Class XbpBrowse() Foundation
Class function of the XbpBrowse class
General description: The XbpBrowse class is used to create a GUI browser to display data organized in table form. These can be databases or arrays. An XbpBrowse object on its own is a container for XbpColumn objects which are necessary to display a single column of a table. An XbpColumn object has a data code block to retrieve data, for example from a database field, and displays it on the screen.
Similar to the TBrowse class (text mode browser), the :addColumn()method is used to add a table column, or XbpColumn object, to an XbpBrowse object. The latter is not able to display table data on its own, it rather navigates through a table and positions columns on the screen.
Navigation: An XbpBrowse object navigates through a table by means of a browse cursor that can be configured optionally as a row cursor or a cell cursor. The browse cursor corresponds to the record pointer of the underlying data source, and both are automatically synchronized during navigation. To enable an XbpBrowse object to navigate, seven code blocks must be assigned to the object, three of which are used to configure a vertical scroll bar (see the example).
Display: Data is displayed on screen when an XbpBrowse object executes its :forceStable() method. Normally, this method need not be called in a program explicitly. It is executed automatically when an XbpBrowse object processes the xbeBRW_ForceStable event. This event is created by navigation methods, such as :up(), :left()or :pageDown(). This means, an XbpBrowse object has a default behaviour to react to keyboard or mouse events.
Difference to TBrowse: For an XbpBrowse object to display a table, it is sufficient to assign navigation code blocks to the object. This is a major difference between the TBrowse and XbpBrowse class. A TBrowse object requires code to be implemented for display (DO WHILE .NOT. oBrowse:stabilize()) and to process keyboard input. This is not the case with an XbpBrowse object, because it displays data and processes events within the event loop (nEvent := AppEvent() ; oBrowse:handleEvent(nEvent)).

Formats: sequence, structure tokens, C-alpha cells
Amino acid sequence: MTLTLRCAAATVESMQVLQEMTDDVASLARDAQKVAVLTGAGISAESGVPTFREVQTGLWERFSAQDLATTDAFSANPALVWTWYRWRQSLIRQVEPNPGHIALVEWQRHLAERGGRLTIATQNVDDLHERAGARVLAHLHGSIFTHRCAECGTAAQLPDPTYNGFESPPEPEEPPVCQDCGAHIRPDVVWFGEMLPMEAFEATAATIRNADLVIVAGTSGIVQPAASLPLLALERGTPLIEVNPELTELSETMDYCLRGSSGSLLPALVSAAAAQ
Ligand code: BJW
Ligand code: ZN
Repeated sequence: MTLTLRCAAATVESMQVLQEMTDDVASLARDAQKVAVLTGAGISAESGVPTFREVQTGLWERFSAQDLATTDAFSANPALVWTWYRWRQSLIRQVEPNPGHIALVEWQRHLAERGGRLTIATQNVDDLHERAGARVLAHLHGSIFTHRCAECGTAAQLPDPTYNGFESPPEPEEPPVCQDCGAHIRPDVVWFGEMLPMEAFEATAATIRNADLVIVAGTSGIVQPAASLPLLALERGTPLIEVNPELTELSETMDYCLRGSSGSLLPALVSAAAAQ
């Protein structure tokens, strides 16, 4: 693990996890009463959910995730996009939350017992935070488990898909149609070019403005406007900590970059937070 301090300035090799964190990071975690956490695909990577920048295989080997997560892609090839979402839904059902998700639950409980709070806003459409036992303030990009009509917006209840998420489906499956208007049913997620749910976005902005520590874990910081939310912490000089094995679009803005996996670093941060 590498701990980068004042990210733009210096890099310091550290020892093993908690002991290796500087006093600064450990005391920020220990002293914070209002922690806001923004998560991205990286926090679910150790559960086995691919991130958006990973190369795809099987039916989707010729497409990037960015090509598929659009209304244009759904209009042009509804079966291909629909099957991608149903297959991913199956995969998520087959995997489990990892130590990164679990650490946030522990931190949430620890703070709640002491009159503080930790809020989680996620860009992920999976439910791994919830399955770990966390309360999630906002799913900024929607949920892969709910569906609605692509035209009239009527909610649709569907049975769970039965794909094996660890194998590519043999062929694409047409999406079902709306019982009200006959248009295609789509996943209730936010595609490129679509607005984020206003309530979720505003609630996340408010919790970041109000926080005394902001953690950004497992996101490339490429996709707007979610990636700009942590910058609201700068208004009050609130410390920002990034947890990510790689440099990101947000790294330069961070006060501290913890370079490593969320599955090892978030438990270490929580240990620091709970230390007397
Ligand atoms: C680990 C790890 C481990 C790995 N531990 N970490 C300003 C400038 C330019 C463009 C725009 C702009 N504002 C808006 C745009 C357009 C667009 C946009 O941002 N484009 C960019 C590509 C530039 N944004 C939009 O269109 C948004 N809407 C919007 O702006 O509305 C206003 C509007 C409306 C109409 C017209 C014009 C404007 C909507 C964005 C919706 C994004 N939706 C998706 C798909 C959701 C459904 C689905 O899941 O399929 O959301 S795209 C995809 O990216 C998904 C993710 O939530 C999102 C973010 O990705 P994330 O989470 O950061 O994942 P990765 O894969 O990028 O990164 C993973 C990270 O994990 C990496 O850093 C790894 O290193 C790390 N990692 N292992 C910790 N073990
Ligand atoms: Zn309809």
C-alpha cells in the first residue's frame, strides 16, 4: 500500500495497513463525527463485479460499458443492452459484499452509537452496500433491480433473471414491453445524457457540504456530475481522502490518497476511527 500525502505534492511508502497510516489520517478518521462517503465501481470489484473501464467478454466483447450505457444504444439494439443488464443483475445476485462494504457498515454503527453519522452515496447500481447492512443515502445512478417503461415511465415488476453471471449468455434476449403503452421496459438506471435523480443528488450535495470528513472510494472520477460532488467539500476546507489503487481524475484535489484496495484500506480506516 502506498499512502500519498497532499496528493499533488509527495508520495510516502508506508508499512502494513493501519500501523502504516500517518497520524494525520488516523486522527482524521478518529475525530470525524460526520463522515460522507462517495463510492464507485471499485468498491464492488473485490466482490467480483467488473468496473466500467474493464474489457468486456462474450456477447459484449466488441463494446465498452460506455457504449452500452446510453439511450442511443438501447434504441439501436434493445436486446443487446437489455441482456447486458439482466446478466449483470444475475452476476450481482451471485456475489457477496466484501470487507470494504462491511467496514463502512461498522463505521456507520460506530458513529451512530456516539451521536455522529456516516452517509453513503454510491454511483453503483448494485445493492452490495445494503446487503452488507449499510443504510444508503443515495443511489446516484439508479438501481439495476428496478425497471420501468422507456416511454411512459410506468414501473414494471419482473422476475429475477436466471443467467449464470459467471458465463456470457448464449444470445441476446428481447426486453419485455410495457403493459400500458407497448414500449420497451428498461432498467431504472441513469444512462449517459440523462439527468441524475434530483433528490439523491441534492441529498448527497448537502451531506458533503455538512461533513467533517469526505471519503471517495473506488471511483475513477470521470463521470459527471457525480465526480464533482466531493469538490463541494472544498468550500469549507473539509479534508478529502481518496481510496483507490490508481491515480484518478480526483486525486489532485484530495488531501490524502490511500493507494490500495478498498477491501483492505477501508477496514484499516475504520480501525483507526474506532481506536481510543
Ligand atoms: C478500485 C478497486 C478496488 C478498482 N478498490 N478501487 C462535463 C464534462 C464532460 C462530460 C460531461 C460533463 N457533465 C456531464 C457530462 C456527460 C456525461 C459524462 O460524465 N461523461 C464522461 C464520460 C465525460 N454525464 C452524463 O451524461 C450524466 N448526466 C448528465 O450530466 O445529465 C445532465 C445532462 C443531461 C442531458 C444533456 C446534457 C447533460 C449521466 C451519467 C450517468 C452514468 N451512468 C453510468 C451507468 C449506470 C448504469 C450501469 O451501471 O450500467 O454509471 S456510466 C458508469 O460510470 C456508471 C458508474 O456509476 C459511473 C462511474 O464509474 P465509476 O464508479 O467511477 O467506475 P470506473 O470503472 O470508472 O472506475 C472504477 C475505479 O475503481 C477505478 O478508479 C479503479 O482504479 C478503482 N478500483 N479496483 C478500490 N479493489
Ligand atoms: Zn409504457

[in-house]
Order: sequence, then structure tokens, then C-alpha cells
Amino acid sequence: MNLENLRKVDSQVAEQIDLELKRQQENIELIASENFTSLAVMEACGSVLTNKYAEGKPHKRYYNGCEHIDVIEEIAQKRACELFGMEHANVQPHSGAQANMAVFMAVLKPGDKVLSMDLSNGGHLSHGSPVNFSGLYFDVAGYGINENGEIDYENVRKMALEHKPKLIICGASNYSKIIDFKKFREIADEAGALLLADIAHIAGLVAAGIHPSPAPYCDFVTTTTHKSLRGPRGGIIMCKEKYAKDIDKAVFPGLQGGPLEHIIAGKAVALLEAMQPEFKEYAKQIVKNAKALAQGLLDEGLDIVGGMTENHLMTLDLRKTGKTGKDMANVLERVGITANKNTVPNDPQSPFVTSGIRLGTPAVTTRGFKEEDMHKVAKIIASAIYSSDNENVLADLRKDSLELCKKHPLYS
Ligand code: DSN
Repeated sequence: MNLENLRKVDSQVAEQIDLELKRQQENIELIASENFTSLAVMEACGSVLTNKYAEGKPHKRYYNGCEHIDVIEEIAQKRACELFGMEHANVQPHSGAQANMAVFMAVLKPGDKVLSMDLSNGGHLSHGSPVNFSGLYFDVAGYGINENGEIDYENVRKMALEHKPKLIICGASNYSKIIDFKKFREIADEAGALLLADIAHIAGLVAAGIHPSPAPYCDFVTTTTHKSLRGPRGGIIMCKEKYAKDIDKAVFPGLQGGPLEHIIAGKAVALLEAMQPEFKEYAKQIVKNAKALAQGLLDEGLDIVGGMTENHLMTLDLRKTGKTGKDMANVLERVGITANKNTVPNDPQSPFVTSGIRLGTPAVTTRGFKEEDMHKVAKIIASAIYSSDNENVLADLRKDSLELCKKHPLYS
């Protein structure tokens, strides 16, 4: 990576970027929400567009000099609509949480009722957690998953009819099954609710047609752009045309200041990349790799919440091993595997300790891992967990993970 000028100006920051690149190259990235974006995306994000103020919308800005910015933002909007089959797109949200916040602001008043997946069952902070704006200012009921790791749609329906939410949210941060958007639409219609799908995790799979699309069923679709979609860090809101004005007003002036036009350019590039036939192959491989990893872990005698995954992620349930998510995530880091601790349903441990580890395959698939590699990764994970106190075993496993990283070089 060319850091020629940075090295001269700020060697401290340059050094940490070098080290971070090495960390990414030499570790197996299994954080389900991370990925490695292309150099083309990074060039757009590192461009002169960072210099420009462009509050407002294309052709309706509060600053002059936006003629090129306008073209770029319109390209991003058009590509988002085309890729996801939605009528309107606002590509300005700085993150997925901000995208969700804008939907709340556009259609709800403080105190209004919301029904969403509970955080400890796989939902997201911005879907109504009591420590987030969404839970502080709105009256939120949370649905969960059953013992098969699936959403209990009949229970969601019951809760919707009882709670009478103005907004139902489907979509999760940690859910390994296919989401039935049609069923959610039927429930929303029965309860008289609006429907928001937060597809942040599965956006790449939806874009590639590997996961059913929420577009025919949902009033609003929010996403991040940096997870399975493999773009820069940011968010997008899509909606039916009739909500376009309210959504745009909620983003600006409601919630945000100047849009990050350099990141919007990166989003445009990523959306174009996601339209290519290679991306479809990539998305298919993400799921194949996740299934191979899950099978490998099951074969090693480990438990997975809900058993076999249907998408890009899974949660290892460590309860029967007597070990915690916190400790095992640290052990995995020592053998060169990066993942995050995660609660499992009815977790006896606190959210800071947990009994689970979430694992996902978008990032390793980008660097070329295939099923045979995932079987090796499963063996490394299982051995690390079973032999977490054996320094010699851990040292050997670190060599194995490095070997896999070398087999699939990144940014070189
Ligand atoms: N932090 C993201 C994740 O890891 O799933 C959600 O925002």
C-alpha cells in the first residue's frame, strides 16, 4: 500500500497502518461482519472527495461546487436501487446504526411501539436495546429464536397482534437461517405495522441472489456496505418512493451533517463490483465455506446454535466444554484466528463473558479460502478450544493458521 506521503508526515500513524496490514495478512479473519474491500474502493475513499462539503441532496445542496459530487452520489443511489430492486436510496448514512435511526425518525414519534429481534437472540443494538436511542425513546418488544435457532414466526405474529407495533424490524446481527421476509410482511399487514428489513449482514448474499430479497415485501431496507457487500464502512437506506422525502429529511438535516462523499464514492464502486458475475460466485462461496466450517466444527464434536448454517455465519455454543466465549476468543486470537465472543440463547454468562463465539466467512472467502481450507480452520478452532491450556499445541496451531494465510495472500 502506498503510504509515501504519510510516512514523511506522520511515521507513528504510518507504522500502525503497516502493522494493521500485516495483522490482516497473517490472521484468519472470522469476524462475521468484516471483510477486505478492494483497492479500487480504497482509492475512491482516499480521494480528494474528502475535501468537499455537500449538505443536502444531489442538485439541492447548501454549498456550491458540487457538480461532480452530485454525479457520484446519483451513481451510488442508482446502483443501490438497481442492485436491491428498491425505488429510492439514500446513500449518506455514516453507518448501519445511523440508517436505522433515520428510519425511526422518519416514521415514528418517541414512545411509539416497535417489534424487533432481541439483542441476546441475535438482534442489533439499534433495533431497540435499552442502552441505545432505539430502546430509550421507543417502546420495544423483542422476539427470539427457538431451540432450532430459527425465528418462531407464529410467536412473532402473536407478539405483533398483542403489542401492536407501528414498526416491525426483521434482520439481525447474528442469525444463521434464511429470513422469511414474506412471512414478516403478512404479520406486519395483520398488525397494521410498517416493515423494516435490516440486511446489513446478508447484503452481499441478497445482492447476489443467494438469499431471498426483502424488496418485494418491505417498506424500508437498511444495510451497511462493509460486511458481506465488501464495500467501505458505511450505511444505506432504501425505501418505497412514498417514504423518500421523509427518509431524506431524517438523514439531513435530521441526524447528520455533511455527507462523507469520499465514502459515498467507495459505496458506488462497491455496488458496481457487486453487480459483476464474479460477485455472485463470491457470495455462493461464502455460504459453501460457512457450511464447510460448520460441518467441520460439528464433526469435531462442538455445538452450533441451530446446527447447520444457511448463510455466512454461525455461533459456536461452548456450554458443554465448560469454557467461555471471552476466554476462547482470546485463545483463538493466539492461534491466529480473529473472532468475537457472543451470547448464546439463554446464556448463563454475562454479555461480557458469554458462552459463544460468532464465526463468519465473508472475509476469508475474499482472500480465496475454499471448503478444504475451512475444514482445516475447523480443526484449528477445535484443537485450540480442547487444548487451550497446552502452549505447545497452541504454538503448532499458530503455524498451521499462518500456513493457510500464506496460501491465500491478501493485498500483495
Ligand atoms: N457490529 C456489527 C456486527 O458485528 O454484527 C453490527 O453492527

Event handling: The next table lists all keys which are recognized by an XbpBrowse object for navigation:
|Left Arrow||One column to the left|
|Right Arrow||One column to the right|
|Up Arrow||Previous record|
|Down Arrow||Next record|
|Ctrl+Up Arrow||Scrolls the display down a line|
|Ctrl+Down Arrow||Scrolls the display up a line|
|Page Up||Previous screen|
|Page Down||Next screen|
|Ctrl+Page Up||First record|
|Ctrl+Page Down||Last record|
|Return||Evaluates :itemSelected code block|
|Left click||Moves browse cursor to mouse pointer|
|Left double click||Evaluates :itemSelected code block|
Configuration: The appearance of a table on screen can be configured very detailed by means of presentation parameters. When an XbpBrowse object is created presentation parameters can be specified, too, which are valid for XbpColumn objects. These settings are then used by all XbpColumn objects subsequently added to the XbpBrowse object.
The instance variables in this group configure system resources. If changes are made to these values, they must either be made before the :create() method is executed or the :configure() method must be used to activate the changes.
Callback code blocks for synchronous messages differ from other callback code blocks by their return value. If the return value is NIL, the XbpBrowse object performs no further action. For any other return value, the XbpBrowse object shows its default behaviour after the code block is evaluated. Therefore, returning NIL suppresses the default behaviour of an XbpBrowse object.
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